proof

1 of 3

noun

1
a
: the cogency of evidence that compels acceptance by the mind of a truth or a fact
b
: the process or an instance of establishing the validity of a statement especially by derivation from other statements in accordance with principles of reasoning
2
obsolete : experience
3
: something that induces certainty or establishes validity
4
archaic : the quality or state of having been tested or tried
especially : unyielding hardness
5
: evidence operating to determine the finding or judgment of a tribunal
6
a
plural proofs or proof : a copy (as of typeset text) made for examination or correction
b
: a test impression of an engraving, etching, or lithograph
c
: a coin that is struck from a highly polished die on a polished planchet, is not intended for circulation, and sometimes differs in metallic content from coins of identical design struck for circulation
d
: a test photographic print made from a negative
7
: a test applied to articles or substances to determine whether they are of standard or satisfactory quality
8
a
: the minimum alcoholic strength of proof spirit
b
: strength with reference to the standard for proof spirit
specifically : alcoholic strength indicated by a number that is twice the percent by volume of alcohol present
whiskey of 90 proof is 45 percent alcohol

proof

2 of 3

adjective

1
: able to resist or repel
boots that were … proof against cold and wetRobertson Davies
often used in combination
windproof
2
: used in proving or testing or as a standard of comparison
3
: of standard strength or quality or alcoholic content

proof

3 of 3

verb

proofed; proofing; proofs

transitive verb

1
a
: to make or take a proof or test of
b
2
: to give a resistant quality to
3
: to activate (yeast) by mixing with water and sometimes sugar or milk
proofer noun

Examples of proof in a Sentence

Noun The document was proof that her story was true. He claims that he was home when the murder was committed, but he has no proof. The proof shows that the theorem is true. Verb She proofed the story carefully.
Recent Examples on the Web
Noun
The Biden clan has shown up in force to a trial on charges that are almost never filed as a standalone case — proof to many that he’s being made an example because his father is president. Matt Hamilton, Los Angeles Times, 10 June 2024 Great smartphones don't have to cost a fortune and the OnePlus Nord N30 is proof of that. Gabriela Vatu, PCMAG, 10 June 2024
Adjective
Fashion Week was definitely proof that this trend has made its way from athletic attire into street style, and one pair that combines both fashion and comfort is this on-sale, super-supportive find Rocket Dog. Lane Nieset, Travel + Leisure, 23 May 2024 Studies show no link between vaccines, autism The post attempts to blame the autism increase on legislation that reduced liability for vaccine manufacturers, but that line of reasoning falls short since an array of studies have found no proof vaccines have any link to autism. Chris Mueller, USA TODAY, 17 May 2024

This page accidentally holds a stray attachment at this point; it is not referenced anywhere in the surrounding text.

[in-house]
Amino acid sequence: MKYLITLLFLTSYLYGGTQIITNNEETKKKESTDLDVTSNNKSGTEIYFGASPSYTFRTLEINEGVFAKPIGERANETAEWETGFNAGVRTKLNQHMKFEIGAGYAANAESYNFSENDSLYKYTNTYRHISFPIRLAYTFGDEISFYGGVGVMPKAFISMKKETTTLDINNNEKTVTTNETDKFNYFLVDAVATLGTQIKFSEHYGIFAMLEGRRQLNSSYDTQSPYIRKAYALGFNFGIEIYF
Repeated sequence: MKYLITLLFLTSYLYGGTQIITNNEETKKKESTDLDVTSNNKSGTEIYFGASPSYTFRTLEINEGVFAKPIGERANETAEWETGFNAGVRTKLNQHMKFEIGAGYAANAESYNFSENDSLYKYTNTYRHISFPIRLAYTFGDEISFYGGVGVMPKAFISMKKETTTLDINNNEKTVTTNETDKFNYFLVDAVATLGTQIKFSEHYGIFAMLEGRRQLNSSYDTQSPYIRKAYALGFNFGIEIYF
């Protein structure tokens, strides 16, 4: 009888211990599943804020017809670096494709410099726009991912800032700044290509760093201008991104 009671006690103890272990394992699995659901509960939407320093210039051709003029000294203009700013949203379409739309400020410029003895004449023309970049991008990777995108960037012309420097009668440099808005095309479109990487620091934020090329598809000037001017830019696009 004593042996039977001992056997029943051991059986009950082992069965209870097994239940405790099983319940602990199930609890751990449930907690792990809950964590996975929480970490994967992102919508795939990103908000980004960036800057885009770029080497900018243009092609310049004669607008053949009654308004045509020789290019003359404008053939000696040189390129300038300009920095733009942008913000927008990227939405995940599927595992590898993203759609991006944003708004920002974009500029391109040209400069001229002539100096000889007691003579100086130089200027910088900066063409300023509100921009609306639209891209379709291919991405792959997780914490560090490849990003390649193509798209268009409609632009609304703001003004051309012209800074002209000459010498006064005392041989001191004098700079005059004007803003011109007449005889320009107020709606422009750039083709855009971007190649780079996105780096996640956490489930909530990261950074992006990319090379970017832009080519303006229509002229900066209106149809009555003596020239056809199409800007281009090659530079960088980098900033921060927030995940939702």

Verb
Lamination includes folding butter (preferably French) into dough again and again, creating the many billowy-on-the-inside and flaky-on-the-outside layers that implode when bitten into, before being shaped, proofed, and baked. Amy Thomas, Vogue, 11 June 2024 Feng says this is a testament to how Taiwan has earthquake proofed itself in the last two decades. Mansee Khurana, NPR, 3 Apr. 2024 See all Example Sentences for proof 

These examples are programmatically compiled from various online sources to illustrate current usage of the word 'proof.' Any opinions expressed in the examples do not represent those of Merriam-Webster or its editors. Send us feedback about these examples.

Word History

Etymology

Noun

Middle English prof, prove, alteration of preve, from Anglo-French preove, from Late Latin proba, from Latin probare to prove — more at prove

First Known Use

Noun

13th century, in the meaning defined at sense 1a

Adjective

1583, in the meaning defined at sense 1

Verb

circa 1699, in the meaning defined at sense 1a

Time Traveler
The first known use of proof was in the 13th century

Dictionary Entries Near proof

Cite this Entry

“Proof.” Merriam-Webster.com Dictionary, Merriam-Webster, https://www.merriam-webster.com/dictionary/proof. Accessed 22 Jun. 2024.

Kids Definition

proof

1 of 3 noun
1
a
: evidence of truth or correctness
gave proof of her statement
b
: an act or process of showing or finding out that something is true especially by reasoning or by experiment
a proof that the theorem is true
put a theory to the proof
2
a
: a copy (as of something set in type) taken for study and correction
b
: a test print made from a photographic negative

proof

2 of 3 adjective
: designed or made to prevent or keep out something that could be harmful
this lock is proof against tampering
often used in compounds
waterproof

proof

3 of 3 verb
: to activate (yeast) by mixing with water

Legal Definition

proof

noun
1
: the effect of evidence sufficient to persuade a reasonable person that a particular fact exists see also evidence
2
: the establishment or persuasion by evidence that a particular fact exists see also burden of proof
3
: something (as evidence) that proves or tends to prove the existence of a particular fact see also clear and convincing, preponderance of the evidence, reasonable doubt, standard of proof compare allegation, argument
4
Etymology

Noun

alteration of Middle English preove, from Old French preuve, from Late Latin proba, from Latin probare to prove

More from Merriam-Webster on proof

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